Tag Archives: accountability

No Memos

Memo Moratorium: Think You Should Send? Think Again.

MANAGEMENT MEMOS. We can’t avoid them. No Memos
But, I assure you, we can reduce them tremendously if we simply take a moment to think. When something goes so wrong that a manager feels the need to address it with one reprimanding, blanket, team memo that’s usually the very time a memo should not be sent. Corrective blanket memos are rarely, if ever, needed. In our company they are not even allowed because they do more harm than good. Our managers have to work harder than that.

 

Public praise? Sure. Education and training? Absolutely. But keep criticism private and accurately directed. If you’re a manager, always consider the math.

 

Good LeadersIs this an isolated issue? Are only a few people involved? Then why should the entire group be addressed? A blanket memo addressing an entire group is about as immature as a subtweet and will garner about the same level of respect. Passive aggressive anonymity appears weak and transparent, even snarky. Savvy readers know who you’re talking about and get irritated with you wasting their time, requiring them to read a memo that has nothing to do with them. Even using “we” won’t hide that you’re addressing others, not yourself. Plus the offending party will likely think it’s about someone else anyway. Or worse, they’ll resent you for calling them out in front of the team while the other team members learn to distrust you for that practice. Corrective group memos either cause bad energy or get ignored. Good leaders get to the source of the problem and deal with it directly.

 

Is this a total team fail that you think warrants a group memo since everyone was involved? Think again. When everyone on the team makes the same mistake, including managers and trainers, you need to look for a system flaw. And who is in charge of the system? You, the manager. Team FailTake a little time to go over the routine and consider the possibility of some systematic failure – a gap somewhere, a missed step maybe, distraction perhaps – some reason why something bad would go unnoticed or be mishandled by an entire team for so long. Good leaders get to the source of the problem, remember? The source of a total team fail is always the system put in place by leadership.

 

My husband, who is also a coach, once told me he never understood coaches who publicly reprimand players after the fact for not doing something they didn’t know to do. He said that just exposes what the coaches failed to teach. A good coach teaches before the play, recognizing that a player’s mistakes reveal what still needs to be taught.

Mistakes

When addressing problems, remember, people support what they help create. So rather than cracking whips and breaking employees down, try collaborating. Maybe start with something surprisingly vulnerable, like, “Hey guys, I need your help.”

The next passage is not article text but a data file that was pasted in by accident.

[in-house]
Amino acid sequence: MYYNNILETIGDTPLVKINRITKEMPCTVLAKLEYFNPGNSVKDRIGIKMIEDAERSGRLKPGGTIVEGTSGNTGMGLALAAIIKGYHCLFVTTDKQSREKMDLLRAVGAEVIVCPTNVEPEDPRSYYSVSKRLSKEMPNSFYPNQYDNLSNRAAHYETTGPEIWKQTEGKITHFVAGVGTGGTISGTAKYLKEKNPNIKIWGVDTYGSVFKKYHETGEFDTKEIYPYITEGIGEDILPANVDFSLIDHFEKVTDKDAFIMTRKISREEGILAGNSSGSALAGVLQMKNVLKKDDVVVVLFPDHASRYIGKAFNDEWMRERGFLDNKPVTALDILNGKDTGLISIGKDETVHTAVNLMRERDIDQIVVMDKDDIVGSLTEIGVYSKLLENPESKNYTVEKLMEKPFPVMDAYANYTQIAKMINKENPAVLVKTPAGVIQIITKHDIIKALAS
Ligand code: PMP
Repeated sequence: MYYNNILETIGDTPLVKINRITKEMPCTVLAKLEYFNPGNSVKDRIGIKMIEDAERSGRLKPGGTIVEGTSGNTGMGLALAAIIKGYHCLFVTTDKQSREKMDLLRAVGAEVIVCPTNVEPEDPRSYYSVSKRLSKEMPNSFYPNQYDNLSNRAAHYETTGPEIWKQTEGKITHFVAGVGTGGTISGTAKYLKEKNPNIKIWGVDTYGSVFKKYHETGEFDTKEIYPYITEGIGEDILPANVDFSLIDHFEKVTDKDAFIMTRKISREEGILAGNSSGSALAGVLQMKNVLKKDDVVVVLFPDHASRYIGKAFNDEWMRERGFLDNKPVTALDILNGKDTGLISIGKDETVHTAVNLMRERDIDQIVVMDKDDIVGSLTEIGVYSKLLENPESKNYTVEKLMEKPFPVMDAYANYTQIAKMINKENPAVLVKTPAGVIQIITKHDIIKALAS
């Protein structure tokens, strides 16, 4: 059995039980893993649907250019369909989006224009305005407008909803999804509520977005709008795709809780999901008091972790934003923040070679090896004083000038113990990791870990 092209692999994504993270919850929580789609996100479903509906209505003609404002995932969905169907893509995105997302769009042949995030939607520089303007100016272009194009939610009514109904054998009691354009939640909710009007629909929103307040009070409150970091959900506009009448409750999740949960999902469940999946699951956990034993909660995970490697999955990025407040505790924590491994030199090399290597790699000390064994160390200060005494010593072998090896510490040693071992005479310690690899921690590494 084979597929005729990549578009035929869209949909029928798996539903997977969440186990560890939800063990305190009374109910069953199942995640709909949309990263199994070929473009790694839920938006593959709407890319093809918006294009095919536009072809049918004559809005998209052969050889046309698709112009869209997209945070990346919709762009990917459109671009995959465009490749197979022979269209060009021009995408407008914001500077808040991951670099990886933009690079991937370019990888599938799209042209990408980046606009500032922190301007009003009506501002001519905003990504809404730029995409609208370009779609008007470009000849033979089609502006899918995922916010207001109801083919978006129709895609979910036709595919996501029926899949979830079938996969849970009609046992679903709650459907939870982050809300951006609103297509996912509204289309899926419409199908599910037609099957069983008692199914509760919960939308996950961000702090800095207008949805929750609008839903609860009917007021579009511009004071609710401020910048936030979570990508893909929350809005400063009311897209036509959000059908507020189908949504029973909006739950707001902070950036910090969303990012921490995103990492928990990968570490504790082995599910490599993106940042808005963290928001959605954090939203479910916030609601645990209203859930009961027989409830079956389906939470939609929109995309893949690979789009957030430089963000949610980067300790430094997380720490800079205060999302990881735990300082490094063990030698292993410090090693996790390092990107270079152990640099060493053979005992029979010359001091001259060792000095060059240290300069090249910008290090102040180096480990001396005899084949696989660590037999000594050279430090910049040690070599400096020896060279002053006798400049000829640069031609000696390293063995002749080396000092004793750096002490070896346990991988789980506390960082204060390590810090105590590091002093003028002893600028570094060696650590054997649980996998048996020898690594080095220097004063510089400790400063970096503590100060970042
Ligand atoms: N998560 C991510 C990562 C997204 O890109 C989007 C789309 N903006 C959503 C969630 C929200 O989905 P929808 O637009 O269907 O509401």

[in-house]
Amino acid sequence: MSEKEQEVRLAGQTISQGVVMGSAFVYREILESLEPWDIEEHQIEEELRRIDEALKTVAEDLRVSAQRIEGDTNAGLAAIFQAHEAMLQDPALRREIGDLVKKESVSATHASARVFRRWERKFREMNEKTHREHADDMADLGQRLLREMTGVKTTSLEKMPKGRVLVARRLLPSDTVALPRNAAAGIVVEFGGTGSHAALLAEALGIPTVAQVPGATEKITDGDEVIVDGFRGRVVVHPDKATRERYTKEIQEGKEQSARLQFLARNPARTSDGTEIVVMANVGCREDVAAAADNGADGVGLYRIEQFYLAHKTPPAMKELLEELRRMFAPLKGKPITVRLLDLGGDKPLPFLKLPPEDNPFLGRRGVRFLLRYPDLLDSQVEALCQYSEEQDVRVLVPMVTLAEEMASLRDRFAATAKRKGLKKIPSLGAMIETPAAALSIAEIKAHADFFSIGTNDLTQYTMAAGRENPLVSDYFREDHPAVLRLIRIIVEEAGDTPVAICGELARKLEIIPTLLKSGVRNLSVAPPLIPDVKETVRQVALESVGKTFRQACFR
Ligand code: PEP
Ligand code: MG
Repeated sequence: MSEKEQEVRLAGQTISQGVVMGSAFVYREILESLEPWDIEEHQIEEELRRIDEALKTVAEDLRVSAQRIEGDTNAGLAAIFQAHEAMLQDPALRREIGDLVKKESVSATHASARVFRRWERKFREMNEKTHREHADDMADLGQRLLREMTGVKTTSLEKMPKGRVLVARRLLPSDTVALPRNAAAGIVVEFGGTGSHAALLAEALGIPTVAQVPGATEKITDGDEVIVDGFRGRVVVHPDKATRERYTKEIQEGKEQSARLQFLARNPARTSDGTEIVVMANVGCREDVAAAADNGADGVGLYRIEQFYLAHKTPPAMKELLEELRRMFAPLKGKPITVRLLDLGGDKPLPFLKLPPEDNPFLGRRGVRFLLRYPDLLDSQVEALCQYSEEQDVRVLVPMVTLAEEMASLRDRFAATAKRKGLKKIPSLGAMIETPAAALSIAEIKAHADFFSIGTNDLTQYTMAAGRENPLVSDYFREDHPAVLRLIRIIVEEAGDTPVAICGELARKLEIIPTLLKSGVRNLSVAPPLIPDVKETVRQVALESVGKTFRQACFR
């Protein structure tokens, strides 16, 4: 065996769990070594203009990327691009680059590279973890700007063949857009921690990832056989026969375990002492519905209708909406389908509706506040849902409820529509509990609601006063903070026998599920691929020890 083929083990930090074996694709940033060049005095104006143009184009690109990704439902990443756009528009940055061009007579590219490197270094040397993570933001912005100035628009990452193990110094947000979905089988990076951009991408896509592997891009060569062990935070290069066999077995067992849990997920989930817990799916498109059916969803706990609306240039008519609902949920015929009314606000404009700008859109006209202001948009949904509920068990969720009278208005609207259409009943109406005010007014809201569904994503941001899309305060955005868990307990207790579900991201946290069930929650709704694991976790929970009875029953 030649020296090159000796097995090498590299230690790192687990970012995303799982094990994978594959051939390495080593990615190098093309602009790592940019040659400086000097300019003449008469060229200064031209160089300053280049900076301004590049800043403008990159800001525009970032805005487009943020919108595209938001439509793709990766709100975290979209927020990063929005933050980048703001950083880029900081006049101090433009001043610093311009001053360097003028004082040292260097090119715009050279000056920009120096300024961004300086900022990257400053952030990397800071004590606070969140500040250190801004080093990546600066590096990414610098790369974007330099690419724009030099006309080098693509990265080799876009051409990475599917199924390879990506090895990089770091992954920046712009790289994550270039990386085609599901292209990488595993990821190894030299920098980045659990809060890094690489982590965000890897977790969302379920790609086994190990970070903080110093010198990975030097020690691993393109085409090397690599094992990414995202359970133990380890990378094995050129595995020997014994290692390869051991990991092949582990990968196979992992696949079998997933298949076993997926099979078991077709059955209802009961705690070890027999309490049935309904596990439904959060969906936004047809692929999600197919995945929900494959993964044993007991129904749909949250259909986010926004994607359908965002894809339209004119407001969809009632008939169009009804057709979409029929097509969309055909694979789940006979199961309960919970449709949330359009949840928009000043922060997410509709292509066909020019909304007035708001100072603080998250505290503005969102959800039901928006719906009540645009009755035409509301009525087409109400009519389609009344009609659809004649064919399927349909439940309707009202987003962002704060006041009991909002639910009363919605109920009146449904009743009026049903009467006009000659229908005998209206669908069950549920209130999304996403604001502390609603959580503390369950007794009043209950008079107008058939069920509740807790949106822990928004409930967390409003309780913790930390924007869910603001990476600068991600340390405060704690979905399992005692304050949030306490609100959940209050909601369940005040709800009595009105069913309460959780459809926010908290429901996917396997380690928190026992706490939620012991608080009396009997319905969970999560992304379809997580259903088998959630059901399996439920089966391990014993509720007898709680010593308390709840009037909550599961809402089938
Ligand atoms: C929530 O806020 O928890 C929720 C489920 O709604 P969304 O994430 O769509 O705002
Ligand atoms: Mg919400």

If you push something on me I will push back in reaction. Shove someone and they’ll shove back. So pull instead. Pull the blame on yourself. Be honest. Say, “My system has failed,” and offer supporting details. Their natural tendency will then be to pull the blame back on themselves. Hmm, that might not be the manager’s fault. Surely we knew better. Tell your team what happened on your watch and invite suggestions for improvement because the responsibility is yours, not theirs. If they could do everything right without you, they wouldn’t need you. Or, more likely, you’d be working for them. Ultimately, it’s the manager’s job to ensure the success of the team. If they all screw up, it’s the fault of the leader. So set the example and take responsibility yourself.

 

Deal directly with the source and spare everyone else the stress. When you discover the source of the problem is you, own it and be honest. Your team will realize (without you telling them) that as part of your team they are collectively to blame. What’s more, they won’t get defensive or resist correction because you didn’t heave the blame on them. They’ll respect that you were strong enough to hold yourself accountable and follow your lead. In the end, you still get what you need – they know where they failed and the correction happens anyway – but it’s handled as a team with a leader who is confident enough to accept responsibility. Rise above the corrective group memo and go straight to the source of the problem, even if the problem is you. Correction: especially if the problem is you.